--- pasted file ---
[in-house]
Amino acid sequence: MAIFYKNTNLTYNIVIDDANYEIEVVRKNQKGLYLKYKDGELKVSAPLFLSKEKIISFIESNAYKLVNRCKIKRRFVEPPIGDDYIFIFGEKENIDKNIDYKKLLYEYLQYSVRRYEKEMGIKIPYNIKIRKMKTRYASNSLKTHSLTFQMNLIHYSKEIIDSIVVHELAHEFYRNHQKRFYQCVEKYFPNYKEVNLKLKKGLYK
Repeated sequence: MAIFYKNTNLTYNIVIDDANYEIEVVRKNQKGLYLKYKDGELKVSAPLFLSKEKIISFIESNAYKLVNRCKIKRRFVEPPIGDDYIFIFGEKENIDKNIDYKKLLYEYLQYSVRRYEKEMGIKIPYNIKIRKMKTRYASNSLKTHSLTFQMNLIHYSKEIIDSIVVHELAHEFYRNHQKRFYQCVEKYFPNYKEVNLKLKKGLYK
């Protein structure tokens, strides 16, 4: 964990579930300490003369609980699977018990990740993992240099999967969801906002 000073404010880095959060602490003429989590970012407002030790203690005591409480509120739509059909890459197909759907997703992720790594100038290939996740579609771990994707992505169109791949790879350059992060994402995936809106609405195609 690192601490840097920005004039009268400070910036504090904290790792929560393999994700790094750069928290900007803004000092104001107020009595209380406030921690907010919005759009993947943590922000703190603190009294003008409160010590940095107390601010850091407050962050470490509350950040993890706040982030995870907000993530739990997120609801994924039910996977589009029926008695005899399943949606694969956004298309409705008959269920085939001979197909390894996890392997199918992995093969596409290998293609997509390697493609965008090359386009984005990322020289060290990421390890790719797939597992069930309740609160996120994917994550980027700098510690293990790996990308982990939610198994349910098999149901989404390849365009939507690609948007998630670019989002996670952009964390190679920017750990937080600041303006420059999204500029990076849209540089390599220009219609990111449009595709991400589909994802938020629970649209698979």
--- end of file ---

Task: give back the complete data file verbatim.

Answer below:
[in-house]
Amino acid sequence: MAIFYKNTNLTYNIVIDDANYEIEVVRKNQKGLYLKYKDGELKVSAPLFLSKEKIISFIESNAYKLVNRCKIKRRFVEPPIGDDYIFIFGEKENIDKNIDYKKLLYEYLQYSVRRYEKEMGIKIPYNIKIRKMKTRYASNSLKTHSLTFQMNLIHYSKEIIDSIVVHELAHEFYRNHQKRFYQCVEKYFPNYKEVNLKLKKGLYK
Repeated sequence: MAIFYKNTNLTYNIVIDDANYEIEVVRKNQKGLYLKYKDGELKVSAPLFLSKEKIISFIESNAYKLVNRCKIKRRFVEPPIGDDYIFIFGEKENIDKNIDYKKLLYEYLQYSVRRYEKEMGIKIPYNIKIRKMKTRYASNSLKTHSLTFQMNLIHYSKEIIDSIVVHELAHEFYRNHQKRFYQCVEKYFPNYKEVNLKLKKGLYK
């Protein structure tokens, strides 16, 4: 964990579930300490003369609980699977018990990740993992240099999967969801906002 000073404010880095959060602490003429989590970012407002030790203690005591409480509120739509059909890459197909759907997703992720790594100038290939996740579609771990994707992505169109791949790879350059992060994402995936809106609405195609 690192601490840097920005004039009268400070910036504090904290790792929560393999994700790094750069928290900007803004000092104001107020009595209380406030921690907010919005759009993947943590922000703190603190009294003008409160010590940095107390601010850091407050962050470490509350950040993890706040982030995870907000993530739990997120609801994924039910996977589009029926008695005899399943949606694969956004298309409705008959269920085939001979197909390894996890392997199918992995093969596409290998293609997509390697493609965008090359386009984005990322020289060290990421390890790719797939597992069930309740609160996120994917994550980027700098510690293990790996990308982990939610198994349910098999149901989404390849365009939507690609948007998630670019989002996670952009964390190679920017750990937080600041303006420059999204500029990076849209540089390599220009219609990111449009595709991400589909994802938020629970649209698979």